Pension accounting rules permit certain expense items to be smoothed into income. However, the required disclosures allow investors to adjust the income statement to reflect the true underlying economic cost related to pension plans. The economic cost should equal any change in the plan liability other than benefits paid or employer contributions.
Consider the following pension disclosures from KLA-Tencor’s (KLAC) 10K.[click to enlarge]
The pension obligation increases by $4,175, and benefits paid of $1,519 should be added back to that amount to determine the underlying economic change in obligation. $4,175 + $1,519 = $5,694.
The fair value of assets rose by $1,255. The contributions and benefit payments were a net $789 which should be deducted from this. Notice that in this case the benefits paid figure differs between the asset side and the liability side. It is possible some benefits were paid as a lump sum settlement. At any rate, the net change in assets was $1,255 - 789 = $466.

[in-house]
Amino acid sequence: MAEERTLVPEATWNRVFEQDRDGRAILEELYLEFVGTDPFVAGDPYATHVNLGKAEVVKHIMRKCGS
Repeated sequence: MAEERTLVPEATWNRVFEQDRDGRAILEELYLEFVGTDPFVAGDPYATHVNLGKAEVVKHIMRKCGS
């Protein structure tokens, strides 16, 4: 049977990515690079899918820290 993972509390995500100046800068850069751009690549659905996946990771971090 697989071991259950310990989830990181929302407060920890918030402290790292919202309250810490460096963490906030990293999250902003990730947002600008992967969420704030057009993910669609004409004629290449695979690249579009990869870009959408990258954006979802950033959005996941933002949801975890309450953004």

The net change in the economic liability, then, was $5,694 - $466 = $5,228. Contrast that with the reported pension expense.[click to enlarge]
The economic change in the value of the pension was $5,228, but the income statement showed an expense of just $2,280. An investor might want to adjust the income statement by adding $2,948 to pension expense, reducing operating income by the same amount. The effect on net income would be smaller due to the tax effects.
For KLA-Tencor, reported operating income was $589,868 in 2007. After this adjustment it would have been $586,920 - approximately half a percent lower. Earnings per share for the year would have been at least a penny lower. In this case, I wouldn’t consider the difference material.